• Join over 1.2 million students every month
• Accelerate your learning by 29%
• Unlimited access from just £6.99 per month
Page
1. 1
1
2. 2
2
3. 3
3
4. 4
4
5. 5
5
6. 6
6
7. 7
7
8. 8
8
9. 9
9
10. 10
10
11. 11
11
12. 12
12
13. 13
13

# Rates of reaction of agar with different HCL concentrations

Extracts from this document...

Introduction

Rates of Reaction Background Info Collision Theory Different reactions can happen at different rates. The rate of the reaction tells us how quickly a chemical reaction happens. Reactions that occur slowly have a low rate of reaction. Reactions that happen quickly have a high rate of reaction. For example, rusting is a slow reaction: it has a low rate of reaction. Burning and explosions are very fast reactions: they have a high rate of reaction. For a chemical reaction to occur, the reactant particles must collide. But collisions with too little energy do not produce a reaction. The particles must have enough energy to overcome the activation energy in order for the collision to be successful in producing a reaction. Activation energy is the energy needed to start a reaction. The rate of reaction depends on the rate of successful collisions between reactant particles. The more successful collisions there are, the faster the rate of reaction. There are two ways to find the rate of a reaction: * Measure the rate at which a reactant is used up * Measure the rate at which a product is formed The method chosen depends on the reaction being studied. Sometimes it is easier to measure the change in the amount of a reactant that has been used up; other times it is easier to measure the change in the amount of a product that has been produced. Reactions where a single species falls decomposes in some way are slightly simpler because you won't be involved in worrying about the orientation of collisions. Reactions that involve collisions between more than two species are going to be extremely uncommon. ...read more.

Middle

the reaction will take but I also found that 0m did not turn clear this is because the are no hydrochloric acid particles to collide with the sodium carbonate so the agar will not neutralize to make the agar go clear rather it will stay pink. I found that my prediction was right so as the concentration increases, the increase in the atoms colliding decrease the time it takes in which the agar neutralizes the agar and that the technique I used made my result more accurate. I will be making the following changes to my method and equipment: Firstly, I will use a collaborated pipette instead of a measuring cylinder to make my results more accurate and this will ensure that a precise amount of water is added, so this is a more accurate way of measuring solutions. Secondly, I will increase the range to see more of a change so instead of 10 results I'll do 20 results. These changes will make my result more reliable and my technique more accurate; the rest equipment will stay the same because as I found in my preliminary they were accurate with their usage. The method will also remain the same as it produced reliable results. Final experiment Predications From what I have discussed in my introduction, if the change in concentration is increased this will result in more particles in the same volume, thus there are more collisions. Due to this I think that the higher the concentration of hydrochloric acid the shorter the time it will take for the agar to go clear. Collision theory states concentration increase will lead to there being more particles of acid available for reaction with the agar/NaCO3 particles so there are more reactions therefore the agar goes clear faster. ...read more.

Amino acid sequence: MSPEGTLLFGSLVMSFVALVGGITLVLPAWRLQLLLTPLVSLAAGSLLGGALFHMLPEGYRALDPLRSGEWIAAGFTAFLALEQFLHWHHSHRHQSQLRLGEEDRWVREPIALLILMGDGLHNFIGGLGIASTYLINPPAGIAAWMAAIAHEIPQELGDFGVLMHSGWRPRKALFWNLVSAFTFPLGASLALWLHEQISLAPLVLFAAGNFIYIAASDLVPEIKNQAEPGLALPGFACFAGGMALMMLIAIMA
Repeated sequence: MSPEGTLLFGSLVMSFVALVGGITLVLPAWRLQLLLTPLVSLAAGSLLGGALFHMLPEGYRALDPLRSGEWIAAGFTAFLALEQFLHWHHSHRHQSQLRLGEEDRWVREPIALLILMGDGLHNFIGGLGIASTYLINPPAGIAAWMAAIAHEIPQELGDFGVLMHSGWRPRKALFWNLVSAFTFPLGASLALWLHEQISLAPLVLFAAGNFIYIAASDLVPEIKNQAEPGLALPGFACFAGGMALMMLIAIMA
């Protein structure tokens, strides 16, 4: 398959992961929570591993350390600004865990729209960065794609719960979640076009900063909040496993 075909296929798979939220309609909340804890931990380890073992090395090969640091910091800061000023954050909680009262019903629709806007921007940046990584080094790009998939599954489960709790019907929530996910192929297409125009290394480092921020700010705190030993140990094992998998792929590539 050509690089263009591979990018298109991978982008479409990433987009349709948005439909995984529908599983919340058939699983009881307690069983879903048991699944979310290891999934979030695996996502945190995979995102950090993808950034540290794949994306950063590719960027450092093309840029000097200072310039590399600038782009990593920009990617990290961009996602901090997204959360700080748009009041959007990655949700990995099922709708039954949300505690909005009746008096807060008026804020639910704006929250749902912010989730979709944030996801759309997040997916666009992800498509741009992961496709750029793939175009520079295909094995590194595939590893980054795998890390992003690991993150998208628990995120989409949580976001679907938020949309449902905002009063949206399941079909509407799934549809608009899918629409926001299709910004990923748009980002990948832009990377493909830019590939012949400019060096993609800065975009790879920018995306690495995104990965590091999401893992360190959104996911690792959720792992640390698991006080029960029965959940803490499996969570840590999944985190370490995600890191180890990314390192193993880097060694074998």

Conclusion